The larvae are generally herbivorous although there are some exceptions. They feed on foliage, flowers, roots, and some even bore through wood. Some microlepidoptera feed on the cells between the surfaces of leaves resulting in the familiar leaf mine patterns. Note: not all leaf miners are lepidopterans. Some hymenopteran and dipteran larvae also create leaf mines. The larvae of the Pond Moth (Hygraula nitens) are aquatic and feed on the stems of water plants.

The pupa of a moth or butterfly is often referred to as the chrysalis. With neither legs nor wings the pupa can do little more than wriggle and so it is rather defenseless. Different species use various methods of increasing there chance of survival. The most obvious is the cocoon. While the butterfly chrysalis is generally rather exposed with perhaps just a little silk to attach itself, moths will often build a cocoon. These can vary from a few very loosely woven threads to extremely tough bags which are difficult for a human to open let alone a bird. The Gum Moths make a tough a cocoon like this. When it is time to emerge, they secrete an enzyme which softens one end of the cocoon. They then use sharp spines at the base of their forewings to cut there way out.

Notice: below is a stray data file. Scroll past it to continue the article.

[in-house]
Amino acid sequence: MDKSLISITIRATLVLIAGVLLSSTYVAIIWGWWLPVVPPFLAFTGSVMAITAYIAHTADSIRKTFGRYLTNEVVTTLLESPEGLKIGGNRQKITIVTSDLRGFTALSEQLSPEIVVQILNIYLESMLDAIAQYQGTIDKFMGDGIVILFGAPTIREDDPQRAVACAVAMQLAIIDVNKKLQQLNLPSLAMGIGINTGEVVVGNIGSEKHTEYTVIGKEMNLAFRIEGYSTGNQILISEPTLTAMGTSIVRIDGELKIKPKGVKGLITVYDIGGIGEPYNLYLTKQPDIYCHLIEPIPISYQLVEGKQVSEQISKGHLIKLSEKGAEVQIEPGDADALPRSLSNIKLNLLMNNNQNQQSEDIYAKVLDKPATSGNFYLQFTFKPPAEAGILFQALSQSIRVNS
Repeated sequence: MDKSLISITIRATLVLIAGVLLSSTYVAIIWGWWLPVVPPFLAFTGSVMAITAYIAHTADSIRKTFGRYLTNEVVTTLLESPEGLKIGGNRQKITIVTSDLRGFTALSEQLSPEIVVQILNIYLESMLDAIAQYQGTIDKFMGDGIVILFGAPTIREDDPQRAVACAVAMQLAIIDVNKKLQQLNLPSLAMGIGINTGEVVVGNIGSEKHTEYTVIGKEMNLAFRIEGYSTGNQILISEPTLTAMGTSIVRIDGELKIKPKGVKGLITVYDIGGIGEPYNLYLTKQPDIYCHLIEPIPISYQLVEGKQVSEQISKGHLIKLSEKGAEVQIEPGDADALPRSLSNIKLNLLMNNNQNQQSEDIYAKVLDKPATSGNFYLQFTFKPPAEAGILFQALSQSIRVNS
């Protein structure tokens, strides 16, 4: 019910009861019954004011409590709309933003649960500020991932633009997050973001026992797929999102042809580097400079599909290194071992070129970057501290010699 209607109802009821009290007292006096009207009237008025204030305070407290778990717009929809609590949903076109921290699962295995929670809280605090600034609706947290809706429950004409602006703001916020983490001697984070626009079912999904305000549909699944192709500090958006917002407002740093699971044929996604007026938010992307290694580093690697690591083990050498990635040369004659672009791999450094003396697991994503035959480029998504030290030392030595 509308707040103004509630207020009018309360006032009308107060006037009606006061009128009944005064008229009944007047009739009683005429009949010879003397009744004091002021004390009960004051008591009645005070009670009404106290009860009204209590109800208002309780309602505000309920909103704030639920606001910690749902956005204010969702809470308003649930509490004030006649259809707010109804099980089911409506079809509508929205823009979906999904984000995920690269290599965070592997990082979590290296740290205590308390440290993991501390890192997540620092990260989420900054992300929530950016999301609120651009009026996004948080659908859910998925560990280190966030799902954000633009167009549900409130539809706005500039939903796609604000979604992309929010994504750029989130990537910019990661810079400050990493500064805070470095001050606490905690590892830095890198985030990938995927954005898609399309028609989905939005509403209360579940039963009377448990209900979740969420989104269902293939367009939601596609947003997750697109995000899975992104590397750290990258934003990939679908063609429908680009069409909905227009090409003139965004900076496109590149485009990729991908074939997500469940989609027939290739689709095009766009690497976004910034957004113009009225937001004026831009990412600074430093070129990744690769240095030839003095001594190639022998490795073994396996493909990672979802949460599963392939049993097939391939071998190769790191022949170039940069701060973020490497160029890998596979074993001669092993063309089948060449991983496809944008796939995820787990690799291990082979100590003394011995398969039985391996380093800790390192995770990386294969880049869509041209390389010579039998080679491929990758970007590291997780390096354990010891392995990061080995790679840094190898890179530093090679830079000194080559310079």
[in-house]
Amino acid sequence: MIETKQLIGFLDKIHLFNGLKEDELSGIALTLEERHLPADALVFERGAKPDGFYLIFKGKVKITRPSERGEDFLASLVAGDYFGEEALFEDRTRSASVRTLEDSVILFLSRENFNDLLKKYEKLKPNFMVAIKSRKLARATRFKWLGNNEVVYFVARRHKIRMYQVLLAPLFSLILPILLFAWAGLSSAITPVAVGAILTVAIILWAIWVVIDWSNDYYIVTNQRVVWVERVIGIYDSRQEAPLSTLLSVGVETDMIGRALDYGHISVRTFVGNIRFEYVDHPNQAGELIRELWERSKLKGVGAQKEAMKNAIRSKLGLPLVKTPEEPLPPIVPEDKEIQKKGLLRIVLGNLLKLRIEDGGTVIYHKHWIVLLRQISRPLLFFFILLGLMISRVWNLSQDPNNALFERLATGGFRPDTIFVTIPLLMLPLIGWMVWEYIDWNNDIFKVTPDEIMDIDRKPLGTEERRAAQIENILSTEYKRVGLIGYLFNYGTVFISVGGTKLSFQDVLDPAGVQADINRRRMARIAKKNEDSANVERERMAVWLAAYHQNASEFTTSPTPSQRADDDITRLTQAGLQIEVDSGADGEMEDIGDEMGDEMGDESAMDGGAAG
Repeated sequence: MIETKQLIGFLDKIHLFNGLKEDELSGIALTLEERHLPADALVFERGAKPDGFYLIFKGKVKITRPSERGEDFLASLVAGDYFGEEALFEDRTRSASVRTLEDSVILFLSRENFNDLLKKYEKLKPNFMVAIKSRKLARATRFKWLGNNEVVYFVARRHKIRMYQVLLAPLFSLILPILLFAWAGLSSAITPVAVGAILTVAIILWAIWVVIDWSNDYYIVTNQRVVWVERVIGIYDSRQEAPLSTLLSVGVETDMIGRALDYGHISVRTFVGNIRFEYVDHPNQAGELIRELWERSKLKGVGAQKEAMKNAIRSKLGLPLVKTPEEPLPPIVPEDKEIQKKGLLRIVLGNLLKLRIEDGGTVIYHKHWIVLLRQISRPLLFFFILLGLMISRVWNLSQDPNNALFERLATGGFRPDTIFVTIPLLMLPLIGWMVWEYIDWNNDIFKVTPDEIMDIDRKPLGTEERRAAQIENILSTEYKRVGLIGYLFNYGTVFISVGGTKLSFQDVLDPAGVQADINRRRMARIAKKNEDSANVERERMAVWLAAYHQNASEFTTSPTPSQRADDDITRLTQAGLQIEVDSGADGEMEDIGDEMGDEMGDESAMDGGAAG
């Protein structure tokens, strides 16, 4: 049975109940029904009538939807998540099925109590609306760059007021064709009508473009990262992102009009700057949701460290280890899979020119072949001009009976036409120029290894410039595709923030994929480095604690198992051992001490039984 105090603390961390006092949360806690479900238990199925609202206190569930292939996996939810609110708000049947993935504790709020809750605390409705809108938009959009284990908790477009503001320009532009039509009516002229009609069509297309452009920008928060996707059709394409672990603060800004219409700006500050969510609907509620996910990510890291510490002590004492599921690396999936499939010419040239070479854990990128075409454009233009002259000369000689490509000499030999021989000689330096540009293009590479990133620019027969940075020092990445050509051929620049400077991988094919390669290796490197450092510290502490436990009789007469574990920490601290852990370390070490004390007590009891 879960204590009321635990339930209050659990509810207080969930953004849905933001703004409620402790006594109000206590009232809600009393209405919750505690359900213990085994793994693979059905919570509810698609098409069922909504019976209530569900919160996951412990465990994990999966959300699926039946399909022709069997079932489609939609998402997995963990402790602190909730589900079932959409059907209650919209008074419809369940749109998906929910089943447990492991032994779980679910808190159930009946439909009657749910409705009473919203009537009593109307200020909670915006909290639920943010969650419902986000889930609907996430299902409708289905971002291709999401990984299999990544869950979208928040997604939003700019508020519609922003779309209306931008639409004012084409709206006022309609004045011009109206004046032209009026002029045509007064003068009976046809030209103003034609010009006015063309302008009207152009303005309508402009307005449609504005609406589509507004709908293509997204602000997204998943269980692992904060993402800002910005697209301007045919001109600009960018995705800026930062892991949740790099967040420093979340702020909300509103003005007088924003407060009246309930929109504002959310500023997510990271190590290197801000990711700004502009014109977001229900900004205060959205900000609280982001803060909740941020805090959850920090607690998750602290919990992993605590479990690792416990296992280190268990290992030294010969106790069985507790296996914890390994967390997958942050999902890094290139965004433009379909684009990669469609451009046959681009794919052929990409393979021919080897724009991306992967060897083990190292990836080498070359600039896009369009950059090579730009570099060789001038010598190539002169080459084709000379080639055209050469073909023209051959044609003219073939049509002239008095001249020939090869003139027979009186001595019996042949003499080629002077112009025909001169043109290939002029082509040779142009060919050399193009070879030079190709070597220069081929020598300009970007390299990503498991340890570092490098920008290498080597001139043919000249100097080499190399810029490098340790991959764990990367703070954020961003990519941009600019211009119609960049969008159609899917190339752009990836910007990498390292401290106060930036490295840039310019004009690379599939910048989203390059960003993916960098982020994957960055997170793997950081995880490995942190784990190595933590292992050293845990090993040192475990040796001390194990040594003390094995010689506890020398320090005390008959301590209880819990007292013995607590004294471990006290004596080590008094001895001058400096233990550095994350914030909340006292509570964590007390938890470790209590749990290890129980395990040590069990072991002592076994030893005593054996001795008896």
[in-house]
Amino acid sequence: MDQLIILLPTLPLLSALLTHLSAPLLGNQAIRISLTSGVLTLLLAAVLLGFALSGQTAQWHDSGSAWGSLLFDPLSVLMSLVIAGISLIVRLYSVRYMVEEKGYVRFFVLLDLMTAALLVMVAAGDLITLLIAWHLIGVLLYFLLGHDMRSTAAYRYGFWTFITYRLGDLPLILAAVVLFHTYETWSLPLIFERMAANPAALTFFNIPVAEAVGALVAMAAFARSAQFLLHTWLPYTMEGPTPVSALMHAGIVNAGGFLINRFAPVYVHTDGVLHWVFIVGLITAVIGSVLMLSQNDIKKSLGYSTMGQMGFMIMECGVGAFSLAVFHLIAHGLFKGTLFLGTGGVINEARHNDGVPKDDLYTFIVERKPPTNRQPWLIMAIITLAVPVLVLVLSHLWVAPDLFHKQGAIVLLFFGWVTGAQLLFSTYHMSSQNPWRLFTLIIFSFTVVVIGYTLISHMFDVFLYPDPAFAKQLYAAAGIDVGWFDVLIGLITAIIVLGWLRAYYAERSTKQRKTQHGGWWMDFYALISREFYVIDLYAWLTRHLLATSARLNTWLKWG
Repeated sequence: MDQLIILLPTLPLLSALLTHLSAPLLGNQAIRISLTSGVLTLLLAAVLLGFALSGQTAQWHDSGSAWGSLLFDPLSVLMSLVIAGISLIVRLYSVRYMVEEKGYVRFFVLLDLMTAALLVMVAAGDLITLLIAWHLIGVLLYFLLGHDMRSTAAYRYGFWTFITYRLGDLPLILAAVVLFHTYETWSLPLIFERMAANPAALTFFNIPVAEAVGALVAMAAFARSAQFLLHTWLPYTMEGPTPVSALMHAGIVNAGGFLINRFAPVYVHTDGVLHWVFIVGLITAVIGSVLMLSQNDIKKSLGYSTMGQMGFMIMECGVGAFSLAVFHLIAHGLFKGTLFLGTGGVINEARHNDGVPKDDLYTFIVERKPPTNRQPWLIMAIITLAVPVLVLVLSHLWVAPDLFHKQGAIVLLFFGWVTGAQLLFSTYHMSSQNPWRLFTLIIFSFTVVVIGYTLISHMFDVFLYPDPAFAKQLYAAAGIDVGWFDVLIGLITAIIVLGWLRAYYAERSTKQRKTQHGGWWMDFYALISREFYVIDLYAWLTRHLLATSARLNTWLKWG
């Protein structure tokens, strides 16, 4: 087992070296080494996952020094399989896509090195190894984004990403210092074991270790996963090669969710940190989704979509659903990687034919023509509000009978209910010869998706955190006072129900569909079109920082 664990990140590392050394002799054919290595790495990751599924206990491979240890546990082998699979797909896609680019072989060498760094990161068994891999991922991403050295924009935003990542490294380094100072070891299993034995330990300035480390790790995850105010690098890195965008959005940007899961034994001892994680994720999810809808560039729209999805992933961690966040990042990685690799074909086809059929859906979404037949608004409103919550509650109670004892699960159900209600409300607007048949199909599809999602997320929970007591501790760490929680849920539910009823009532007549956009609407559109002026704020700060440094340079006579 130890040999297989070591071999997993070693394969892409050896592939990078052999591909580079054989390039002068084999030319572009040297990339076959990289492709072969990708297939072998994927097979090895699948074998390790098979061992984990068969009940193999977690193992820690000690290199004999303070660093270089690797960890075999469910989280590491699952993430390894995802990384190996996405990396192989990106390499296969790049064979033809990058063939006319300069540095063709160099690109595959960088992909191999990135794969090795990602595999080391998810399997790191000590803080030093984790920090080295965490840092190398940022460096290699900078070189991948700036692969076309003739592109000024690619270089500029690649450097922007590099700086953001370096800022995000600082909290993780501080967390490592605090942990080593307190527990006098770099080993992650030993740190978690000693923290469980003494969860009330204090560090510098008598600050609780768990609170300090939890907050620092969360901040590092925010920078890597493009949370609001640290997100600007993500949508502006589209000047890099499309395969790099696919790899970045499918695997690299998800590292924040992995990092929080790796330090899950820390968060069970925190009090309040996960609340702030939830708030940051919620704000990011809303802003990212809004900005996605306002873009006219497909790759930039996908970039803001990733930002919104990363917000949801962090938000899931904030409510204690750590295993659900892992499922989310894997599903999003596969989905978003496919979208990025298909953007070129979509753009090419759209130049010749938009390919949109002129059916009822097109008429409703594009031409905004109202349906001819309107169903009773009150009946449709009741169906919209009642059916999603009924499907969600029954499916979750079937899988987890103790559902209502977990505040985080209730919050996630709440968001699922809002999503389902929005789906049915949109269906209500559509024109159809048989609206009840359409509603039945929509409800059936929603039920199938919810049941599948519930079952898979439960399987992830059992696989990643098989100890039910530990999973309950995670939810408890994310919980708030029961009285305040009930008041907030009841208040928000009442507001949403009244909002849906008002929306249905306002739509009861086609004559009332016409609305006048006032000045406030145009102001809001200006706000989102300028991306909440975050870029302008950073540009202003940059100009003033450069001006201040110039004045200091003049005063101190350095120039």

Silk cocoons can be made between two leaves or by tying twiggy branches together. They can also be made among the leaf litter or used as a lining in an underground cell. The larvae often incorporate other materials into the cocoon. For example plant materials for camouflage or the caterpillars hairs. In the case of urticating (stinging) hairs, these can be just as potent on the cocoon as on the caterpillar. Not all moths use a cocoon. In some cases the pupa just lies naked among the leaf litter or even on the soil surface. However, the similarity in shape between the pupa and some animal droppings may in itself be a defense.